But in spite of the severe disturbances to our native economic model, the basic value systems still dominate the economic and business transactions to a reasonable extent. Studies conducted in different parts of the country reveal that higher features such as goodwill, faith, norms and fair practices remain the basis of business transactions across the country.
Studies undertaken in the well known textile export centre of Karur in Tamil Nadu showed that even in the high-risk business of finance, funds are advanced by the financiers on the basis of faith and goodwill. They do not require documents from the borrowers. A study conducted among the entrepreneurs from the ghee and butter industry in Tamil Nadu showed that they do not enter a locality where already one of their persons operates.
Entry of new persons into the businesses are encouraged and facilitated by the existing entrepreneurs. Studies in different places show that the majority communities provide encouragement and support to the people from the most-backward and scheduled communities for promoting new ventures.
It is common to see people coming from different backgrounds - such as castes, region and religion - doing business by sharing norms and practices that are unwritten and common for everyone. Kanagasabapathi notes: “Studies of business practices in different industrial and business centres show the prevalence of higher human values and unwritten norms in the contemporary Indian business systems, especially at the non-corporate sector levels.”
Even at the corporate levels where the western systems have a wider sweep, the undercurrents seem to be dictated by the Indian thought process. The competition is not as bad between companies at the top levels, as it exists in the western economies such as the US. Indian businessmen do not prefer to take over the businesses of others in a hostile or secret manner.
The corporate sector is increasingly being recognized and appreciated by the west and the rest of the world in the recent years for its ‘Indian-ness’. A team of professors from the United States under Peter Cappelli of the Wharton Business School interviewed the senior executives of about hundred largest India based companies to find out how they drove their organizations to higher performance. The researchers found that the approach of the Indian companies were much superior to that of the western corporations and urged the leaders of the western corporate sectors to understand and adapt the managerial approaches followed here. While presenting the reason for the superiority of the Indian approach, they note: “The Indian leadership approach arose from the unique circumstances of the Indian economy and society.”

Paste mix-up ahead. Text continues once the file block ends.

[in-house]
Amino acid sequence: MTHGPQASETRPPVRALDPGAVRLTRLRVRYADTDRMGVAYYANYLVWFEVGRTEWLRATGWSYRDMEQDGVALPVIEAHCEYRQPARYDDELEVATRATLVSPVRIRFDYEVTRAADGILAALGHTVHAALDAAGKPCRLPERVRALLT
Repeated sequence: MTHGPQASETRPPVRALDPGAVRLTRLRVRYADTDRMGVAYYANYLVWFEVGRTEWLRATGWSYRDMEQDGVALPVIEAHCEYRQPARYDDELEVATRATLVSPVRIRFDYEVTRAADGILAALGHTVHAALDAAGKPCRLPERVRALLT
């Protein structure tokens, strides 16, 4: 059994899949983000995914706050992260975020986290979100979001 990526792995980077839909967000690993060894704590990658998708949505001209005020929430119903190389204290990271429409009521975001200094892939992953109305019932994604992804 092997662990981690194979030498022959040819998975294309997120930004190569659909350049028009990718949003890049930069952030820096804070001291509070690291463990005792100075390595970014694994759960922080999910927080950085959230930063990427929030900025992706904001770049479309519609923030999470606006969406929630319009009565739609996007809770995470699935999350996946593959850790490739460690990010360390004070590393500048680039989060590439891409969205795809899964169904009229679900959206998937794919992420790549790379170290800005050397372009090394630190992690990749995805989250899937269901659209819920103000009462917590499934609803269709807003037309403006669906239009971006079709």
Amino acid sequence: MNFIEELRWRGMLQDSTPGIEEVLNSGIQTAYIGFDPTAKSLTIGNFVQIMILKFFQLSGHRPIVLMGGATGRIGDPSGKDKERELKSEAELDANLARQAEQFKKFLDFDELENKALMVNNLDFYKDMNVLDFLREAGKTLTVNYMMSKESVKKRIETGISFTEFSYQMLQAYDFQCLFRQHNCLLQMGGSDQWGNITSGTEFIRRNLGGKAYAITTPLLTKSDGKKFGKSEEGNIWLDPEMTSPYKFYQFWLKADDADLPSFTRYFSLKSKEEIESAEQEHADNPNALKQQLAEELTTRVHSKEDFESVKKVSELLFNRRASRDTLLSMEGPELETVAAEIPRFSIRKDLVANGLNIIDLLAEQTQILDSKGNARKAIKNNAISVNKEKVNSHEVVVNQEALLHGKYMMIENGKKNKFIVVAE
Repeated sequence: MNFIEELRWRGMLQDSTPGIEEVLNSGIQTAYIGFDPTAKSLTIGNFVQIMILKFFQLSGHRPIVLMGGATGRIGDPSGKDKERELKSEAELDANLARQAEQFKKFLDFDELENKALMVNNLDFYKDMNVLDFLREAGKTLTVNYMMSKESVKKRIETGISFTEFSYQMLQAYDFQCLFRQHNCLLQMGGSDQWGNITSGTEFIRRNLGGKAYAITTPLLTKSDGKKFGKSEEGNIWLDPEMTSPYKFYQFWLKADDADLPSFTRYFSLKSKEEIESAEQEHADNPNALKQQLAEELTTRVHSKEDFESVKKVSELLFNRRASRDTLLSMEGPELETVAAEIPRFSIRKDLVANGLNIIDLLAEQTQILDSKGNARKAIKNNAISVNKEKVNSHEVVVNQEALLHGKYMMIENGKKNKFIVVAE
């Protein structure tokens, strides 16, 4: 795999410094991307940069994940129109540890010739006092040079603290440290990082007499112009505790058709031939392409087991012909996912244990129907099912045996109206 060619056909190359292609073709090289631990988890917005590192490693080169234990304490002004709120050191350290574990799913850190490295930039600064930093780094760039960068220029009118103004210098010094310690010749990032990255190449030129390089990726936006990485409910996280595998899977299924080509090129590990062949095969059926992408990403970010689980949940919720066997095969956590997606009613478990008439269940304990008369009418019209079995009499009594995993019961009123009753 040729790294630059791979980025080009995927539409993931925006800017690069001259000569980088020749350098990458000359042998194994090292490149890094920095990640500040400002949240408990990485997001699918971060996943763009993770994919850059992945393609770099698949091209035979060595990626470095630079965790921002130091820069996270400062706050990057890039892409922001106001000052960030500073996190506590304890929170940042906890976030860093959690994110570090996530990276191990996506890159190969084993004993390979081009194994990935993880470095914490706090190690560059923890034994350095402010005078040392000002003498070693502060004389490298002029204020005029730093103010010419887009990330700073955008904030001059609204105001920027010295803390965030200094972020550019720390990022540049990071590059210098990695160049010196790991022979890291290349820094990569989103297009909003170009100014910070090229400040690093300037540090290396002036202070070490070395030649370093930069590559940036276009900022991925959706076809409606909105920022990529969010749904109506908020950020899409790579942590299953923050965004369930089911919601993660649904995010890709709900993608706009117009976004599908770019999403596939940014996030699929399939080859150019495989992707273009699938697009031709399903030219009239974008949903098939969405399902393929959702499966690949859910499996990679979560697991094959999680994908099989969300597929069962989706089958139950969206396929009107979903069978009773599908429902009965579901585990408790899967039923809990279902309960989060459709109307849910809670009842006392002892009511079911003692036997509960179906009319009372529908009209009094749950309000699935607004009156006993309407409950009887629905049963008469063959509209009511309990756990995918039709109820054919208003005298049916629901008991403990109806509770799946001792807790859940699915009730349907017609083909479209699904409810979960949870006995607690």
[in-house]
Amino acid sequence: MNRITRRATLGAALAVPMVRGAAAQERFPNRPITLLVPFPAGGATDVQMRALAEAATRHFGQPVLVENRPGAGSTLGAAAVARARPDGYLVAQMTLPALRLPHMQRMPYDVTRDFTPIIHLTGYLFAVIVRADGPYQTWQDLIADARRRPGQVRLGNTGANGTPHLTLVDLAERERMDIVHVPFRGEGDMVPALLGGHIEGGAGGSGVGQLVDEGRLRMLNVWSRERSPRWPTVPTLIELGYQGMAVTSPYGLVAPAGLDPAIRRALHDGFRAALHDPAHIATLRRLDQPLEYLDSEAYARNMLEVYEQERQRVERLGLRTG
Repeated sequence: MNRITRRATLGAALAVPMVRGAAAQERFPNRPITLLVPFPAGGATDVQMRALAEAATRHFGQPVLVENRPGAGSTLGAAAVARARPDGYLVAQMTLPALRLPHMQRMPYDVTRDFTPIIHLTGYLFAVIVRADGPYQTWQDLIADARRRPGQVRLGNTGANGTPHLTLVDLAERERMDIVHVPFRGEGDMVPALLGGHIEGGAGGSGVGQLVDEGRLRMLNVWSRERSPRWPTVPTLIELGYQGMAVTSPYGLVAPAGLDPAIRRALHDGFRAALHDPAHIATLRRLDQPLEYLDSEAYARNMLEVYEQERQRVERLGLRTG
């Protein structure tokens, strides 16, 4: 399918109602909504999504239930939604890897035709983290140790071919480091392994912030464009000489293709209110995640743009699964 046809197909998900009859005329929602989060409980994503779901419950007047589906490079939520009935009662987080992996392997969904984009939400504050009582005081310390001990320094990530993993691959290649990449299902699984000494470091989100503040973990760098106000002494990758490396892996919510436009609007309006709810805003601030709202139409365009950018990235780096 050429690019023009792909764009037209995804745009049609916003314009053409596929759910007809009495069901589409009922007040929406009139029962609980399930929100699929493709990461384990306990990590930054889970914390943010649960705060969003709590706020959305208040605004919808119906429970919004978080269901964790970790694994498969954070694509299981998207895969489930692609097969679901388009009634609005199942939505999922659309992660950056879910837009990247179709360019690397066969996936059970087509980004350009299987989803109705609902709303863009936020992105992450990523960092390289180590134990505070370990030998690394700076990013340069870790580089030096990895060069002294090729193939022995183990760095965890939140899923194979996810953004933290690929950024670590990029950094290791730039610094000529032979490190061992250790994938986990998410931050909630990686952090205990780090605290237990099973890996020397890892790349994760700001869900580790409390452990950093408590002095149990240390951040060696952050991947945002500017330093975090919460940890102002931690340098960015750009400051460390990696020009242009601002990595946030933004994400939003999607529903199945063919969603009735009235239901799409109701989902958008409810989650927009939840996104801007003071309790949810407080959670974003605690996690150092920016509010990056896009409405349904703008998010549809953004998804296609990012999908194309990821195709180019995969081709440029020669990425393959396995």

In fact the emergence of Indian economy as a global power during the recent years has been fuelled and facilitated by the values systems prevalent across the country among the people as a whole.
1. V.K.Jain in Ranabir Chakravarty, Trade in Early India, Oxford Univeristy, New Delhi, 2001
2. P.Kanagasabapathi, ‘Ethics and Values in Indian economy and business’, International Journal of Social Economics, Special Issue on India, Part I Vol.34, Issue 9, 2007
3. P.Kanagasabapathi, Unorganised finance sector: the engine for economic growth – A study with reference to Karur, Tamil Nadu, Swadeshi Academic Council, 2002
4. Peter Cappelli and others, ‘Leadership Lessons from India’, Harvard Business Review, March 2010
(Yuva Bharati, Vivekananda Kendra, Vol.39, No.4, Nov.2011)


Clusters are significant to Indian economy-

A cluster is a geographical area or a location around which a number of enterprises engaged in the same or related industry or business function. Usually there may be tens or hundreds of similar or interconnected enterprises in and around an area. Sometimes there may be thousands of units in a particular cluster and it may be spread across a few kilometers also. 

Surat, Namakkal, Ludhiana, Agra are examples of clusters. Clusters exist in different parts of the country, though their presence varies across states and regions. The clusters are of different sizes and types, as also their products and services. The nature and reach of the clusters also vary. There are completely village based clusters and there are urban clusters. Some of the village based clusters even supply their products to different states. Due to the unique background of the clusters in the country, the state agencies find it difficult to identify them properly and collect details.

The United Nations Industrial Development Organisation (UNIDO) had noted earlier in the late 1990s that “there are approximately 350 small scale industrial clusters and around 2000 rural and artisan based clusters contributing to almost 60 per cent of the manufactured exports and 40 percent of the employment in the manufacturing industry.” Later the Ministry of Small Scale Industries, Government of India in its All India Census of Small Scale Industries 2001-02 had estimated that there were 2042 clusters functioning in the country. 

Due to reasons such as the smallness in size of the enterprises, lack of contact with institutions and the state apparatus and operations from remote and underdeveloped areas, many of the enterprises and clusters remain not formally registered with the government. As per the official details, 1223 clusters were in the registered sector functioning across 26 states and 819 in the unregistered sector covering 25 states and union territories.